Climate change demands new thinking. Nature based solutions – such as the restoration of natural habitats like rivers, forests, wetlands, marshes and the reinstatement of ecological processes like natural succession are one of the most important tools we have to mitigate and adapt to catastrophic climate change
We will champion natural flood management processes in the headwaters of the rivers Brue, Cale, Frome, Stour and Wylye to slow the flow of waters and reduce the volumes of soils carried downstream as silt to the Severn Estuary and the Dorset and Hampshire coast, alleviating flooding in these areas.
We will encourage a shift from carbon intensive farming to regenerative agriculture, through rewilding, reviving habitats, and restoring the natural balance of rivers to capture carbon and slow climate change.
We will promote a regenerative forest economy to benefit local communities, enhance social and cultural wellbeing and welcome visitors to it
Woodlands, Soils and Wetlands
Much of our land would naturally support trees that absorb carbon — but at 13% the UK has some of the lowest tree cover in Europe.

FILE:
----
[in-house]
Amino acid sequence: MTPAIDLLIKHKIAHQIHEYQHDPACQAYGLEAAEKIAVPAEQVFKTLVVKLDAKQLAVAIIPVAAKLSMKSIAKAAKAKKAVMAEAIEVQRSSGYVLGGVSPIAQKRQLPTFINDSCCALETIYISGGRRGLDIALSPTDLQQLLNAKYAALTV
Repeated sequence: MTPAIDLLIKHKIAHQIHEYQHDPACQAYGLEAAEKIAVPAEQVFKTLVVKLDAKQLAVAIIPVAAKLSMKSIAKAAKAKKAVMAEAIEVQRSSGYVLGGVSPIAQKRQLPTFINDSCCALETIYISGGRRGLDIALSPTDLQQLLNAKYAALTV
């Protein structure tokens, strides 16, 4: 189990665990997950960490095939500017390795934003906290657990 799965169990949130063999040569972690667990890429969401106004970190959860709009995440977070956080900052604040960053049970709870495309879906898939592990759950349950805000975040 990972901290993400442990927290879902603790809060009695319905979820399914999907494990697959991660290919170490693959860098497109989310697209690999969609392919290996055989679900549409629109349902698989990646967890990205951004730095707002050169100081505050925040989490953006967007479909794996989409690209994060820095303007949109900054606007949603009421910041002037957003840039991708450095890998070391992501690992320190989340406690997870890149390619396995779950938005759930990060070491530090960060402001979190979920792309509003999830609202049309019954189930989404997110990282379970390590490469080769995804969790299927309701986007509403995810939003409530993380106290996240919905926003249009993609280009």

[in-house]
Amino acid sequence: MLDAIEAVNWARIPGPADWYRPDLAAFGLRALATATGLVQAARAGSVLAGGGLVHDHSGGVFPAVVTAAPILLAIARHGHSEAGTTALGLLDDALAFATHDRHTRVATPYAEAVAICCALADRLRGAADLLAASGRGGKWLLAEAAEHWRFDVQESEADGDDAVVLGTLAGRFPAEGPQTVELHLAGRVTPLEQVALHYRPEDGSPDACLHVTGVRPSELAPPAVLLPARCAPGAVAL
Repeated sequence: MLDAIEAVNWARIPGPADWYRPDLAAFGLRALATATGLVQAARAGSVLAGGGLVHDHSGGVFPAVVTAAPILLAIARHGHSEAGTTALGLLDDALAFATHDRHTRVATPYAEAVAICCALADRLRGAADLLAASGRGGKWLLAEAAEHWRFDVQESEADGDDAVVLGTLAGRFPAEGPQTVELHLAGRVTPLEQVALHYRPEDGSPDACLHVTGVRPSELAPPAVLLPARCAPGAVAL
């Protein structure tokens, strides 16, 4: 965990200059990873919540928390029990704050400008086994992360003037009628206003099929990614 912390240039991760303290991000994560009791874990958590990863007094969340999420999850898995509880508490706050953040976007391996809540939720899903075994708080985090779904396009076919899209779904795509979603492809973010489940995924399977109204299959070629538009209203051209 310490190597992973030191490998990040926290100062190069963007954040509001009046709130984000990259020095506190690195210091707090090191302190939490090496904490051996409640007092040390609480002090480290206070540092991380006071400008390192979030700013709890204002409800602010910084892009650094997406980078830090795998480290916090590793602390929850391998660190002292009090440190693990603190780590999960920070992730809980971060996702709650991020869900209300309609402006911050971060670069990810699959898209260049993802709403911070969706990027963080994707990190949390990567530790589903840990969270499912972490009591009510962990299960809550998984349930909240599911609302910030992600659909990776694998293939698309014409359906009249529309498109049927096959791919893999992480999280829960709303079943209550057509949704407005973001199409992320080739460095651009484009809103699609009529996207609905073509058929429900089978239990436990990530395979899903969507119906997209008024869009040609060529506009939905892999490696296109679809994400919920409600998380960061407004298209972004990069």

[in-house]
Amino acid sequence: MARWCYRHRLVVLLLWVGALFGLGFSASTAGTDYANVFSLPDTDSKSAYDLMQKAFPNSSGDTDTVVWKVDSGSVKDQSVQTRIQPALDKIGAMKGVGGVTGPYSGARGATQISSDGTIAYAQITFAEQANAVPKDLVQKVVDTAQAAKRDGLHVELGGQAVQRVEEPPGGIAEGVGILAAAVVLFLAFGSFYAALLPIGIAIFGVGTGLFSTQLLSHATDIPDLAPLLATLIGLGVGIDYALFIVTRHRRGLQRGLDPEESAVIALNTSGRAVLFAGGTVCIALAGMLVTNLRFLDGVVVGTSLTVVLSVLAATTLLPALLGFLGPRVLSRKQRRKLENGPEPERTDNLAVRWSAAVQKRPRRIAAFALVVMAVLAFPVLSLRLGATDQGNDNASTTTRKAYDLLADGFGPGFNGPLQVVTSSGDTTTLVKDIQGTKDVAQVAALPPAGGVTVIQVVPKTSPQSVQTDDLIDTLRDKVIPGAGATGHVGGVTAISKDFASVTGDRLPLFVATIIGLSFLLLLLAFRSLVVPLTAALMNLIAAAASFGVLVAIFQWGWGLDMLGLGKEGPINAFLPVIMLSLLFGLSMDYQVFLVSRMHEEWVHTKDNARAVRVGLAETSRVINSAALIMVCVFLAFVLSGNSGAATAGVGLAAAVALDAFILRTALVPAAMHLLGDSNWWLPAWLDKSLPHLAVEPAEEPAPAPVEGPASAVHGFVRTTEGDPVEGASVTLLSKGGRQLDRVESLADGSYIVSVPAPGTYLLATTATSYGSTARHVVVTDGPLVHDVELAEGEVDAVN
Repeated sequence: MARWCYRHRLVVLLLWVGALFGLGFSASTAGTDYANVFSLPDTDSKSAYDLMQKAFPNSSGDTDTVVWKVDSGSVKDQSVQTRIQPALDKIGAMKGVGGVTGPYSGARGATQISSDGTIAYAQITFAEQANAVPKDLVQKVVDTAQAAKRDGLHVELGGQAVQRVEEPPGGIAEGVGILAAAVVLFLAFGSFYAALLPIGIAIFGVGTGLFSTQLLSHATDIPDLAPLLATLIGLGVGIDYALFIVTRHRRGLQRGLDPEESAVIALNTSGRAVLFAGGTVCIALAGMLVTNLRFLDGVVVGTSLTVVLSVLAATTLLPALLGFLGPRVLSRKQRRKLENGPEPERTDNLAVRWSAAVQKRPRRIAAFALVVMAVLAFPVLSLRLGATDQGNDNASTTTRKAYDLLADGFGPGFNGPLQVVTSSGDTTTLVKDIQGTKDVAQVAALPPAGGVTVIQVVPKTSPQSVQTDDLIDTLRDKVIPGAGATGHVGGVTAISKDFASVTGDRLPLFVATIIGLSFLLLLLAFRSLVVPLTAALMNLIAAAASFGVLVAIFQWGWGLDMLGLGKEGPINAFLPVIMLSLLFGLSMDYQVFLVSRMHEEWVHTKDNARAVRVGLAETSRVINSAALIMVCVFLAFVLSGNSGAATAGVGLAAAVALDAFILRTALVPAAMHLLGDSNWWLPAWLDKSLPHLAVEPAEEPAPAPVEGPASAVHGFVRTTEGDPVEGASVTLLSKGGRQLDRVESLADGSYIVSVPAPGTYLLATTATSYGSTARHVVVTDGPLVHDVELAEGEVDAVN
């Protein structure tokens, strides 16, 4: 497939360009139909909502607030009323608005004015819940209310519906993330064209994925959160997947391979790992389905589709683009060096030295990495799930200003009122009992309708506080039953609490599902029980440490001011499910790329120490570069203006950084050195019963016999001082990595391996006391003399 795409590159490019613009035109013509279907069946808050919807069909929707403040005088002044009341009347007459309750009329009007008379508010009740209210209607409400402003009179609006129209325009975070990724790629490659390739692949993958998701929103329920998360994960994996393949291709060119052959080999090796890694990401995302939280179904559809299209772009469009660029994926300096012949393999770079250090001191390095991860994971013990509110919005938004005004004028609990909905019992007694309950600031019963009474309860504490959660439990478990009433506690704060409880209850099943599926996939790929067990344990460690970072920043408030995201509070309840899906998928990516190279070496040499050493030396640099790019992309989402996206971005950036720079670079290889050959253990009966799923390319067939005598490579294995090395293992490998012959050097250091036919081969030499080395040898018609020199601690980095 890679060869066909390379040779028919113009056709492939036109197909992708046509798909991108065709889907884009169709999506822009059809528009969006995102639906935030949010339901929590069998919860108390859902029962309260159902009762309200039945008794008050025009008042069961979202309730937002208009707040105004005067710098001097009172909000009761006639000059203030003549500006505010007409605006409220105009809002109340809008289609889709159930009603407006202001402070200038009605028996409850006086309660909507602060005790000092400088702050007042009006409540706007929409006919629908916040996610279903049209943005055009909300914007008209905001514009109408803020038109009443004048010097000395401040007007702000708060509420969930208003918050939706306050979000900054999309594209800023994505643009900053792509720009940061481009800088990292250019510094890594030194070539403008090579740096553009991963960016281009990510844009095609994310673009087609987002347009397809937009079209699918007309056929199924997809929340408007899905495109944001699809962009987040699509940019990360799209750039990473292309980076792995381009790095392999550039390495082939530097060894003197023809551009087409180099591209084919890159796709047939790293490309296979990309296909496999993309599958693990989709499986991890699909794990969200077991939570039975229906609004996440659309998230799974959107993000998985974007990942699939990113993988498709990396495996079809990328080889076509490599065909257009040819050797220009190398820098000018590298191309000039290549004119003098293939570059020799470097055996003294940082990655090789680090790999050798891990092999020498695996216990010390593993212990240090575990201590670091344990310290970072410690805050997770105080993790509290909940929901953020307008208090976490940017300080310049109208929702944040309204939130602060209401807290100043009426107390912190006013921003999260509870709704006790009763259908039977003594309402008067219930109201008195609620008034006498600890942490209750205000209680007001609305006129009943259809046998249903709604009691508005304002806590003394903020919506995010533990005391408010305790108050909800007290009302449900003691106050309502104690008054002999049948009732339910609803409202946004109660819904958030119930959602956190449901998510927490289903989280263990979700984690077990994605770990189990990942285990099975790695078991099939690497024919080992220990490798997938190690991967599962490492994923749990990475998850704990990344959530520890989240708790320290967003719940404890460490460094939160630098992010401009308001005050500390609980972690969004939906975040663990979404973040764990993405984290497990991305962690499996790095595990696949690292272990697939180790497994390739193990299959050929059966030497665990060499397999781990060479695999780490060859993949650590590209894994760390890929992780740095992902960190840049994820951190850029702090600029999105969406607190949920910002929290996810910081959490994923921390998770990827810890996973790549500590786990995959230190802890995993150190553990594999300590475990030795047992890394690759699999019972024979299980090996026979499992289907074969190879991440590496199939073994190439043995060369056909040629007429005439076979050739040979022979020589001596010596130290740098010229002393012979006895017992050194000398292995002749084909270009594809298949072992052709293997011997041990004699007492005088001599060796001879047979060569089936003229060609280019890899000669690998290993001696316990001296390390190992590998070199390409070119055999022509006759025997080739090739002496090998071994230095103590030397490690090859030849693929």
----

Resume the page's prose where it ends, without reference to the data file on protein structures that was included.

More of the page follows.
For every hectare, woodland can absorb an average equivalent of around 12.8 tonnes of carbon dioxide per year.
Soil is a fantastic sink for carbon. In the EU, roughly 75 billion tonnes of carbon is stored in the soil. To put this into context, the total carbon emissions of the EU in 2006 totalled 1.5 billion tonnes. It’s clear that soil provides a fantastic avenue for the mitigation of climate change.
When carbon is assimilated into the soil, it doesn’t stay there forever. Carbon can be lost from the soil through natural and anthropogenic processes. Land management can play a huge role in this; farming systems, nitrogen availability and cropping practices can all impact carbon loss. Our local Trusts help farmers to nurture healthy soil. They promote practice which enhances soil carbon sequestration and prevents the loss of soil carbon.
Wetland creation and river restoration
Mosaics of ponds, fenland and lakes can support so much wildlife, and store carbon. The return of beavers could bring back additional benefits.
For every hectare, wetlands can absorb an average equivalent of around 5.1 tonnes of carbon dioxide per year.